When Bloomberg acquired the Bureau of National Affairs in 2011, many legal information professionals wondered if this was simply another takeover that would obliterate the identity, the products and culture of yet another venerated  legal publisher.  Would Bloomberg Law crush the deep and well cultivated relationships that BNA had developed with law firms and law librarians over the years?

When the acquisition was first announced I highlighted the synergies between the two companies in a post entitled Bloomberg Gets BNA’s Intellectual Capital in the Capitol., At the time, I asked whether Bloomberg would be able to retrain the deep pool of human talent and intellectual capital at BNA. I got the answer today. The short answer is “yes.”

Bloomberg has repeatedly affirmed that they knew a good thing when the saw it.  They wasted no time in loading all of BNA content into the Blaw platform which became available to BLaw subscribers at no additional cost. They have maintained the integrity of BNA’s newsletters and research platforms which continue to be available outside of Blaw.

Today, a press release from Bloomberg announced the retirement of Bloomberg Law CEO Larry Thompson, and the elevation of Greg McCaffery to replace him. Since McCaffery, is a 26 year BNA veteran and the most recently the BNA  President and CEO, this   affirms  that BNA  is seen as a valuable collaborator in the evolution of the Bloomberg Law platform.

The Missing Piece: The Business of Law

I was intrigued by Global Product Head Beth Mazzeo’s comment  in the press release that in Greg’s new role he will “focus on the next phase of expansion.”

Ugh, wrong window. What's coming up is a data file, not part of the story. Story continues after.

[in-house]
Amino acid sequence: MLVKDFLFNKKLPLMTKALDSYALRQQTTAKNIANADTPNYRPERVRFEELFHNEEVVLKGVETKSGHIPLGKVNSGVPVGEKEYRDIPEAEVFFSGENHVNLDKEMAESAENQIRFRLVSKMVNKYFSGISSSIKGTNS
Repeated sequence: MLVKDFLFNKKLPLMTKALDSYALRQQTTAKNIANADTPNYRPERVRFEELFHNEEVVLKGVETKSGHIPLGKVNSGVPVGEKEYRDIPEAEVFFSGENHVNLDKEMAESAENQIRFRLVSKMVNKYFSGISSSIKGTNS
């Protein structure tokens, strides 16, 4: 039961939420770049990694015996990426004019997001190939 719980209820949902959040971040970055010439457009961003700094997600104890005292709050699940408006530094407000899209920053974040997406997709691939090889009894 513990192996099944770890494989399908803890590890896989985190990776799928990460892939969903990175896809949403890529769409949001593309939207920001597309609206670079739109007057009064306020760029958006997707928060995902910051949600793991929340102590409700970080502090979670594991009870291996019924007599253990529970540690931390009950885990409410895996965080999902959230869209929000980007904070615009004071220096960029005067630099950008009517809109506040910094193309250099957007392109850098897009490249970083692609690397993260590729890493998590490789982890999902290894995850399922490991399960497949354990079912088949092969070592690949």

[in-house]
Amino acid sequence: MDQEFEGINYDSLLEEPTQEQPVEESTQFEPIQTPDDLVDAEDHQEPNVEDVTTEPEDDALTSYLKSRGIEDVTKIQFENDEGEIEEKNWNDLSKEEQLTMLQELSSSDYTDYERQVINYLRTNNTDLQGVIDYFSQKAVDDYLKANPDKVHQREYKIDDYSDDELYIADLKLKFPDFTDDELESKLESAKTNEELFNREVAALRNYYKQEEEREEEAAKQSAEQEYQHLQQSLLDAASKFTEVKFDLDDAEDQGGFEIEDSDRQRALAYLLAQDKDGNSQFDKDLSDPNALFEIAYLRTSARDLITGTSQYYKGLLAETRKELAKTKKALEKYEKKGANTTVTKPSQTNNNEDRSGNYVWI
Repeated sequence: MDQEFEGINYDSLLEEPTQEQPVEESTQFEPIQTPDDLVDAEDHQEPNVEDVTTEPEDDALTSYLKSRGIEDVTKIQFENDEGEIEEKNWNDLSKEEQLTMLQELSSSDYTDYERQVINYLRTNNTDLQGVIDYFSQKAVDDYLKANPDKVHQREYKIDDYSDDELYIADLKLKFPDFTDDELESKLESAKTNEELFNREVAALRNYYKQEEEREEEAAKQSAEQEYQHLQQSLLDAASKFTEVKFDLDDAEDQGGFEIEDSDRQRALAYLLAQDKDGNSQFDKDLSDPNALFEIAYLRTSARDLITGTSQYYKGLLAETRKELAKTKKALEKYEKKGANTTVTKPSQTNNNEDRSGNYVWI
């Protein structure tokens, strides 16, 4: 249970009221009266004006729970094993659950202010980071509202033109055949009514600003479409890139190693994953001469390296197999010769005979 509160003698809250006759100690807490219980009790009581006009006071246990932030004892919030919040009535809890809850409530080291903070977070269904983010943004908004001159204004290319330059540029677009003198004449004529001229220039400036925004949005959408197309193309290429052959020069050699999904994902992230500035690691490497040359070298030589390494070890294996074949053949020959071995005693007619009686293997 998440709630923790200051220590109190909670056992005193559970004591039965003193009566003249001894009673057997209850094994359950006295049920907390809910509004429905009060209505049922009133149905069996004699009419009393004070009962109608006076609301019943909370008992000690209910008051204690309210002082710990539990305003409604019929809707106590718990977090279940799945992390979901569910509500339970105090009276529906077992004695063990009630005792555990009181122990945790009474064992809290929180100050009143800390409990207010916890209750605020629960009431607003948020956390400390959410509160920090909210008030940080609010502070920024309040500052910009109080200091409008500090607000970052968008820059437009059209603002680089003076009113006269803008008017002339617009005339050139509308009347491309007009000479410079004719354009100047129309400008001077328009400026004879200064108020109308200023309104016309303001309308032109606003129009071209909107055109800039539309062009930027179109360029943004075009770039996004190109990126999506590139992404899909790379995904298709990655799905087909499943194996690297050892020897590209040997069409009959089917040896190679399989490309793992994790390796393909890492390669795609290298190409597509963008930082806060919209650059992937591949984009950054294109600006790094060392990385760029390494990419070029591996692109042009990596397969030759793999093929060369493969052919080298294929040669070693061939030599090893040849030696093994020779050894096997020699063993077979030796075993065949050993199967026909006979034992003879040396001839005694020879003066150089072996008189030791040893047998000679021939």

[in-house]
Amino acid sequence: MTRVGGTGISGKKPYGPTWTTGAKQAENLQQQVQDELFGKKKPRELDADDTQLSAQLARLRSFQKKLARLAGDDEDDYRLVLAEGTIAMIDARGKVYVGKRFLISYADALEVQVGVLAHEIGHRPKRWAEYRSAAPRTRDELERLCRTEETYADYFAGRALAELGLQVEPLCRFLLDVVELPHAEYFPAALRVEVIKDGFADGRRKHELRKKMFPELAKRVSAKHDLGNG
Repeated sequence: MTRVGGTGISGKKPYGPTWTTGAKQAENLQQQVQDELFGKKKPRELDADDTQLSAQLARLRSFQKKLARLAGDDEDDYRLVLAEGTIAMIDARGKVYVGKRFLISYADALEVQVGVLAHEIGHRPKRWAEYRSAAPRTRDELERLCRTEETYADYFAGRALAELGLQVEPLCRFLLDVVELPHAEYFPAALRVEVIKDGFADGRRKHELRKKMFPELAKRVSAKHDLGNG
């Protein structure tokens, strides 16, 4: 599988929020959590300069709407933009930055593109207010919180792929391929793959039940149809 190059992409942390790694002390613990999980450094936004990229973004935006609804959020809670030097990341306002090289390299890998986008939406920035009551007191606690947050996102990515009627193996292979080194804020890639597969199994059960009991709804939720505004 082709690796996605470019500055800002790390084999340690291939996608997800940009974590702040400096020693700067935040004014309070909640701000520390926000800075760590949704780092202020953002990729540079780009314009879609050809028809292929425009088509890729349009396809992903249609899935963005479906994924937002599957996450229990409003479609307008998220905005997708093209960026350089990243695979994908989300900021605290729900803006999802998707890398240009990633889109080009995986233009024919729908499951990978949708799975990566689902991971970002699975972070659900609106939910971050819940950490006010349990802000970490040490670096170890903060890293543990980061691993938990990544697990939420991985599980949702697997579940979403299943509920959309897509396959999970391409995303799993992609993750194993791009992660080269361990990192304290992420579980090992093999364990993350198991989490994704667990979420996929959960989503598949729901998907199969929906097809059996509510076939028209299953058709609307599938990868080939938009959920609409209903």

I contacted Greg and asked him if he could provide any insight into new content and strategy. On the content side  BLaw is planning to  release a Tax and Accounting Center in the fourth quarter. They will also supplement the traditional practice of law platform with new content which focuses on “the business of law.”

The new strategic direction will focus on building portals to support law firm management. There is ample content on both the BNA and the Bloomberg side which can be leveraged and integrated toward this end. Business development tools  could leverage both BNA’s “Convergence” monitoring tool and  Bloomberg’s proprietary news and company data. A Human Resources portal  could leverage BNA’s labor and HR content,  an accounting portal could leverage BNA’s payroll, tax and accounting resources. A Business of Law Center would focus on the needs of firm Executive Committees and C-level leadership. Since firms have an insatiable interest in improving both the effectiveness of their management and their competitive position this seems like both a logical and a potentially winning strategy.

Bloomberg Bought More than Just Content

I asked Greg whether Bloomberg had succeeded in retaining most of the BNA staff following the merger. Greg explained how Bloomberg had focused  on retaining BNA’s human intellectual capital. They have done this  by recognizing that Bloomberg and BNA had two unique cultures. Rather than merge the two organizations into a hybrid culture, they have attempted to preserve the two unique cultures. He described one strategy as “trading their assets back and forth.” In keeping with this, Greg will essentially be leaving BNA and joining the Bloomberg organization. The one area that they have unified is the sales force which supports  the product lines for both organizations. All sales staff have been trained on both the Bloomberg and BNA products so that law firms only need one account executive for all Bloomberg and BNA products. “Amen” to that strategy!

Related Posts:
Welcome to More on Bloomberg Law: BNA Content Debuts on the BLaw Platform
Welcome to Bloomberg Law: No Deals, No Discounts, No Apology
Bloomberg Gets BNA’s Intellectual Capital in the Capitol
Bloomberg Law Takes on the Titans